• Seb Lowe

Folk n’ Roll Vol 1: Tales Of Isolation – a Record That Perfectly Captures a Moment in Time.

The timely release of J.S. Ondara’s latest album ‘Folk n’ Roll Vol 1: Tales Of Isolation’ provides a perfect moment-defining snapshot of the times we are living through.


Image Credit: Ondara


J.S. Ondara was born in Nairobi, Kenya and is perhaps the ultimate example of a young man pursuing the ‘American Dream’ to its fullest. Ondara was granted a Permanent Resident Card to move to the United States aged twenty courtesy of the Green Card lottery, also known as the Diversity Immigrant Visa program, which aims to diversify the immigrant population of the United States. He had no guitar, very little money and a dream.

Ondara discovered The Freewheelin’ Bob Dylan almost accidentally, after losing a bet to a friend when he argued that Guns N’ Roses wrote ‘Knocking on Heaven’s Door’, rather than Dylan. Since discovering Dylan and moving to America, Ondara fell in love with folk music and taught himself to play the guitar. He settled in Minneapolis, Minnesota as he set about following in the footsteps of his idol.

Tales of America’, his Debut Album, is described by the singer as “Just me pondering, trying to search for wisdom”, he sums up by saying “life is weird, and America is so weird”. The album tells the story of an immigrant who moves to America, keen to make a name for himself through sheer hard work. Clearly Ondara has experienced the worst side of being a black man in the United States as well. He felt compelled to write about these struggles in ‘Turkish Bandana’ from Tales Of America, where the line ‘must I live in fear of the constabulary?’ harrowingly rings out as the song ends. The final song on his Debut Album, God Bless America is simultaneously one of hope and of despair. Ondara has so much to thank America for, but also despairs at the prejudices that continue to run deep within it. He closes the album with the words:

‘When the time it is sweet, it won’t matter who your god is

Or the tone of your skin, or who you choose to share your love with’.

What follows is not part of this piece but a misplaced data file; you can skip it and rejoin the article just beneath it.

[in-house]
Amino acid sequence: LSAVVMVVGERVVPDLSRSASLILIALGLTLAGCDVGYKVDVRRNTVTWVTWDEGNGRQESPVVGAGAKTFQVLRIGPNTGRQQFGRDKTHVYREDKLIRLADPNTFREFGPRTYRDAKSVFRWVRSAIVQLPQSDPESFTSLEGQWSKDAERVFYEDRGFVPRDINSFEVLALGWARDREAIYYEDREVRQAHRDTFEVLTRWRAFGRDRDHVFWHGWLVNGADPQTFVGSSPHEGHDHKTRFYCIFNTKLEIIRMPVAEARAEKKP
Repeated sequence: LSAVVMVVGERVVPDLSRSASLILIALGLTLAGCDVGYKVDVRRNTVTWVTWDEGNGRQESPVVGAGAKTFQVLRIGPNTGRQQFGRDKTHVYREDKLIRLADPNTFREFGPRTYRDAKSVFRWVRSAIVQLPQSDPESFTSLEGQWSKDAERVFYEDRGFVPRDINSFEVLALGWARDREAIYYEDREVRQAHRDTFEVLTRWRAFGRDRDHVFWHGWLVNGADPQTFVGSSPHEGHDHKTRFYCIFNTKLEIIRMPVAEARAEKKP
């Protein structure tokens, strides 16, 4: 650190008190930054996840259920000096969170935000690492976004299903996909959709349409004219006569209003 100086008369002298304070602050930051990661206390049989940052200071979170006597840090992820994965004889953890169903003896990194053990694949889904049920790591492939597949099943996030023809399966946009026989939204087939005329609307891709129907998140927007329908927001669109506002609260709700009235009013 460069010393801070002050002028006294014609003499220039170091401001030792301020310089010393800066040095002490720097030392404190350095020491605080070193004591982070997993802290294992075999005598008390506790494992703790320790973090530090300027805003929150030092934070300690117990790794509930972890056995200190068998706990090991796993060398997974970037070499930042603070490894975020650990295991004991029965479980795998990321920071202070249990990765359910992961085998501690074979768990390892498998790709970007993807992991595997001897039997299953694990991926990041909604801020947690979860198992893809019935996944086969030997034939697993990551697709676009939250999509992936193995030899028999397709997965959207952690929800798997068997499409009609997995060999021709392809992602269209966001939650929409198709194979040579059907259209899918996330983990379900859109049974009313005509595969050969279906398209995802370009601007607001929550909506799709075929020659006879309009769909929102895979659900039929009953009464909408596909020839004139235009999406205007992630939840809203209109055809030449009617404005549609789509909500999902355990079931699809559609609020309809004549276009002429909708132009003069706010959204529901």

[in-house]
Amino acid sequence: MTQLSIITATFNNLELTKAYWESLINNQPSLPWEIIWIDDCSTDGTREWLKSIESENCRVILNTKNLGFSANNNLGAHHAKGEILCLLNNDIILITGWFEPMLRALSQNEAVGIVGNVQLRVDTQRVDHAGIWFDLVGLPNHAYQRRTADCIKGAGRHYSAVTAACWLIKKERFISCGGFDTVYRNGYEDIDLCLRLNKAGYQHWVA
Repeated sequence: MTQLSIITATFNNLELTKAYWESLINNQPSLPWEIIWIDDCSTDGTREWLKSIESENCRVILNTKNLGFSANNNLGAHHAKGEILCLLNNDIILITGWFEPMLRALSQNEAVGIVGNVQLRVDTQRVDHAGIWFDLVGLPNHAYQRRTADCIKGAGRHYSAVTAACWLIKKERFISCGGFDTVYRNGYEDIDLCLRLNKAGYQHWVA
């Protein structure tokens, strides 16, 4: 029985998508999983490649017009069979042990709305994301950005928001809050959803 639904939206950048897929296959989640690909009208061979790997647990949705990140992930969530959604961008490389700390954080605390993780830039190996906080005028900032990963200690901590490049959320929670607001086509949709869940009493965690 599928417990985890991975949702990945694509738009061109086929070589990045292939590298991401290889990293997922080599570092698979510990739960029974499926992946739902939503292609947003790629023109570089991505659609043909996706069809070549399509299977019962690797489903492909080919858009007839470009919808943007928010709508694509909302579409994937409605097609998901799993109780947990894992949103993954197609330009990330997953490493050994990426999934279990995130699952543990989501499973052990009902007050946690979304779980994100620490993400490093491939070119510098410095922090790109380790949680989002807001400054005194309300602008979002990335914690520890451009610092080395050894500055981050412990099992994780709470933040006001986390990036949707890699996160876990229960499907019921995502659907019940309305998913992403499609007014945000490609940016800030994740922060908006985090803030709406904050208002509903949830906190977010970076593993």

A clear vision towards a free, liberal and tolerant future for his adopted country.

Folk n’ Roll Vol.1 Tales Of Isolation was written and recorded in only a week. The album discusses the human experience of a global pandemic (Isolation Depression Syndrome), economic devastation (Pulled out of the Market) and documents the sheer boredom of a performer who cannot perform (Isolation Boredom Syndrome). Tales of Isolation is a vision inside the mind of a man trying to make sense of a world in which ‘unprecedented times’ has become a commonplace reference to everyday life. ‘Pyramid Justice’ is a song condemning hypocrisy; how we readily disregard our values in the selfish pursuit of financial and political ends. ‘Ballad of Nana Doline’ imagines the life of an elderly woman lost to the pandemic. ‘From Six Feet Away’ documents the difficulty of staying apart from those to whom we are closest, whilst including a humorous ‘Tiger King’ reference. Ondara effortlessly covers the most challenging and the most peculiar aspects of this pandemic in his stanzas.

This record encapsulates a moment in history. This is the kind of album, much like Dylan’s John Wesley Harding, without empty lyrics. Every word offers some kind of reassurance or insight in a world where so much is seemingly changing. Many of the sentiments behind Ondara’s circumstantial songwriting extend way out into the future. Ondara’s Tales of Isolation is a time capsule that tries to comprehend the most unusual of times.


Check out Ondara's Tiny Desk Concert below.



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